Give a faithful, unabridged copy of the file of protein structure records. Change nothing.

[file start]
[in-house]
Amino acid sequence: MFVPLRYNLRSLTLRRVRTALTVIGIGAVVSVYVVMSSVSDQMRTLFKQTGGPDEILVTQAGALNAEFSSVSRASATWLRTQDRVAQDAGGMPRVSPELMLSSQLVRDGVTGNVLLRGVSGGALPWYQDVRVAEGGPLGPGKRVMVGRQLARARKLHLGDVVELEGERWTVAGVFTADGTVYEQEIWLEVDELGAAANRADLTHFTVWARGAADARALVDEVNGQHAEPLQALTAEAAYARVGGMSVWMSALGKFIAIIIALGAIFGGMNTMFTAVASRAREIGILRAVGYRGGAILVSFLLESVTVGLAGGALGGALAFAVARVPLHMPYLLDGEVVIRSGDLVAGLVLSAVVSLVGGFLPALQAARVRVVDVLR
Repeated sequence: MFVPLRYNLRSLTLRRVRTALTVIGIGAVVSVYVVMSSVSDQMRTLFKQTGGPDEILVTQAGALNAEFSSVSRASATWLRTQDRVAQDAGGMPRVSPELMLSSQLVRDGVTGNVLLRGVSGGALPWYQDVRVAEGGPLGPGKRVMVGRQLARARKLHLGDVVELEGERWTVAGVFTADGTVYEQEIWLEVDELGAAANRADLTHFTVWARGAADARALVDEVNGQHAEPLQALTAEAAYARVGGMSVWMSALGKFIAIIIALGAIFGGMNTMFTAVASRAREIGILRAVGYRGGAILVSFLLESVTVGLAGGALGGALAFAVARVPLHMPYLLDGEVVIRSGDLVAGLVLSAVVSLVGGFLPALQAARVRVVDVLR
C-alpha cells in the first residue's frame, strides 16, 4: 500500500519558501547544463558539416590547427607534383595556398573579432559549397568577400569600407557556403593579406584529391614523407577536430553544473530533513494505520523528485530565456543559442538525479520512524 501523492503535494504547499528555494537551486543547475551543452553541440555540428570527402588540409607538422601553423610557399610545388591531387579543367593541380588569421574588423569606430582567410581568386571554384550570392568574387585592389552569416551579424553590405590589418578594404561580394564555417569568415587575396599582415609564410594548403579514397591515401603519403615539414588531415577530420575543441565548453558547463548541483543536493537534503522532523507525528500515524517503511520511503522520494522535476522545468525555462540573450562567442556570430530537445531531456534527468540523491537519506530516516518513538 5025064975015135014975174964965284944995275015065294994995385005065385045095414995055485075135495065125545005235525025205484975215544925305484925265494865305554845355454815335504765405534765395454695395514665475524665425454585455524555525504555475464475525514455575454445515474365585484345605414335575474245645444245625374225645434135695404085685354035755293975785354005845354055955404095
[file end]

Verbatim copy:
[in-house]
Amino acid sequence: MFVPLRYNLRSLTLRRVRTALTVIGIGAVVSVYVVMSSVSDQMRTLFKQTGGPDEILVTQAGALNAEFSSVSRASATWLRTQDRVAQDAGGMPRVSPELMLSSQLVRDGVTGNVLLRGVSGGALPWYQDVRVAEGGPLGPGKRVMVGRQLARARKLHLGDVVELEGERWTVAGVFTADGTVYEQEIWLEVDELGAAANRADLTHFTVWARGAADARALVDEVNGQHAEPLQALTAEAAYARVGGMSVWMSALGKFIAIIIALGAIFGGMNTMFTAVASRAREIGILRAVGYRGGAILVSFLLESVTVGLAGGALGGALAFAVARVPLHMPYLLDGEVVIRSGDLVAGLVLSAVVSLVGGFLPALQAARVRVVDVLR
Repeated sequence: MFVPLRYNLRSLTLRRVRTALTVIGIGAVVSVYVVMSSVSDQMRTLFKQTGGPDEILVTQAGALNAEFSSVSRASATWLRTQDRVAQDAGGMPRVSPELMLSSQLVRDGVTGNVLLRGVSGGALPWYQDVRVAEGGPLGPGKRVMVGRQLARARKLHLGDVVELEGERWTVAGVFTADGTVYEQEIWLEVDELGAAANRADLTHFTVWARGAADARALVDEVNGQHAEPLQALTAEAAYARVGGMSVWMSALGKFIAIIIALGAIFGGMNTMFTAVASRAREIGILRAVGYRGGAILVSFLLESVTVGLAGGALGGALAFAVARVPLHMPYLLDGEVVIRSGDLVAGLVLSAVVSLVGGFLPALQAARVRVVDVLR
C-alpha cells in the first residue's frame, strides 16, 4: 500500500519558501547544463558539416590547427607534383595556398573579432559549397568577400569600407557556403593579406584529391614523407577536430553544473530533513494505520523528485530565456543559442538525479520512524 501523492503535494504547499528555494537551486543547475551543452553541440555540428570527402588540409607538422601553423610557399610545388591531387579543367593541380588569421574588423569606430582567410581568386571554384550570392568574387585592389552569416551579424553590405590589418578594404561580394564555417569568415587575396599582415609564410594548403579514397591515401603519403615539414588531415577530420575543441565548453558547463548541483543536493537534503522532523507525528500515524517503511520511503522520494522535476522545468525555462540573450562567442556570430530537445531531456534527468540523491537519506530516516518513538 5025064975015135014975174964965284944995275015065294994995385005065385045095414995055485075135495065125545005235525025205484975215544925305484925265494865305554845355454815335504765405534765395454695395514665475524665425454585455524555525504555475464475525514455575454445515474365585484345605414335575474245645444245625374225645434135695404085685354035755293975785354005845354055955404095